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The Cloud Means Choice

Looking at cloud forces lots of internal and external decisions

The cloud computing market hasn't been standing still. In fact, I think most would agree that changes in IT as a result of cloud have accelerated. Our view at CA Technologies is that the IT function is shifting seems to be supported by some proof points (especially if you read some of the survey data I've seen in the past year).

Today's announcements are a set of next steps, and they reflect some pragmatic reactions to what we've seen. We're enhancing the offerings we already have. We've built some new ones. And all of these are driven by what customers are saying and doing.

More than ever before, cloud means choice. Looking at cloud forces lots of internal and external decisions. These are decisions about technology, about organizational structure, about IT ownership and policy. With all of these options, there is no "one size fits all" for cloud. Instead, you have to make your own, very specific choices. And you want to have a portfolio of options that can help you regardless of which choices you need to make for your business. We, as a partner in that business, need to enable you to have your cloud, your way.

A broad portfolio to work from is a plus. The work to enable customers to use and provide cloud computing means a bunch of topic areas need to be covered. Management and security really end up jumping to the top of the list. (The CA portfolio is well-tuned to cover that emphasis, I might add.)

We see a life cycle of decisions and a set of capabilities at steps along with way. We think customers need to plan, design, deliver, secure, and assure their cloud efforts. And then constantly optimize these decisions for what's best for their business.

Furthermore, as a result of the different market needs and choices enterprises and service providers face today, you'll see sets of solutions from CA Technologies that address these very specific needs, but help make the connection between the two - the world of hybrid clouds - possible and appealing.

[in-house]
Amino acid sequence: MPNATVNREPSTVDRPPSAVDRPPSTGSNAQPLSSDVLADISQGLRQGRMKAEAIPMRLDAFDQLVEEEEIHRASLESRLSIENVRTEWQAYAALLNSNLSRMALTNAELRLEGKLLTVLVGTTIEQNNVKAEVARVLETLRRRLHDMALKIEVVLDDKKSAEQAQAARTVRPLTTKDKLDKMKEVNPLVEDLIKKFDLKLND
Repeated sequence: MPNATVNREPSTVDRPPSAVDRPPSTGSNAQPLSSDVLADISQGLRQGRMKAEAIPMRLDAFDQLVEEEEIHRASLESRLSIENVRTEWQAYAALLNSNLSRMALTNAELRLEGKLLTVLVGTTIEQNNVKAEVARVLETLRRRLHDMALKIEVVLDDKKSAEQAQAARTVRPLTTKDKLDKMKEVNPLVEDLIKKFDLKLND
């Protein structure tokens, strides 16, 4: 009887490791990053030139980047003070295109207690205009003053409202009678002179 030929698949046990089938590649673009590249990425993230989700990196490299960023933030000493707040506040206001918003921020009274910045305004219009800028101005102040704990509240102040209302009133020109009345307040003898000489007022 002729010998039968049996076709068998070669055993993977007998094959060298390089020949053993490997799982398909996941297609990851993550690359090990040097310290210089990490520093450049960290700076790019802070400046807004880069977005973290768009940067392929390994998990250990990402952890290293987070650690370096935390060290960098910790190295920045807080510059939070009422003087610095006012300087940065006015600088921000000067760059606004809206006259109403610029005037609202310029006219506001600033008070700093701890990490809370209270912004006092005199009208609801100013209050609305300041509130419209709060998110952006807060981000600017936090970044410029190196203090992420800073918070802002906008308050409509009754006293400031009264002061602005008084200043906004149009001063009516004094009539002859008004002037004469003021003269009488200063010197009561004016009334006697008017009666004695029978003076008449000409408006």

Finally, if you add new perspectives, experience with customers, and resources to some pretty innovative technology, you can move the needle. Several of today's announcements show the combined effort of the vision of entrepreneurs that joined CA Technologies through the cloud acquisitions and the organic development efforts since then. A lot of these folks have been working on cloud since long before the term "cloud" existed.

There are a lot of moving parts here, mostly driven by the huge number of options that the cloud now presents. In my opinion, CA Technologies made a pretty prescient decision to jump into this market with both feet (and wallet), and to do so early. Much of what you're seeing come to market here has benefited from early moves by both the innovators CA acquired - and by CA itself.

More Stories By Jay Fry

Jay Fry is vice president of marketing for a new, stealthy cloud computing and mobility start-up in the San Francisco Bay Area. Previously, he served as VP of marketing and strategy for the cloud computing business at CA Technologies. He joined CA with the acquisition of private cloud computing pioneer Cassatt Corp. Jay founded the marketing department at BEA Systems, Inc. (now part of Oracle) and spent three of his 10 years at BEA running the company's European marketing program(me)s from London. He has also held marketing roles at systems management start-up EcoSystems Software (now part of Compuware), in Oracle's Applications Division, and in Sun’s Federal Division (also now part of Oracle). He has a B.A. in English literature and communications from Stanford University. Jay blogs on cloud computing and IT management topics at http://datacenterdialog.blogspot.com and is @jayfry3 on Twitter.

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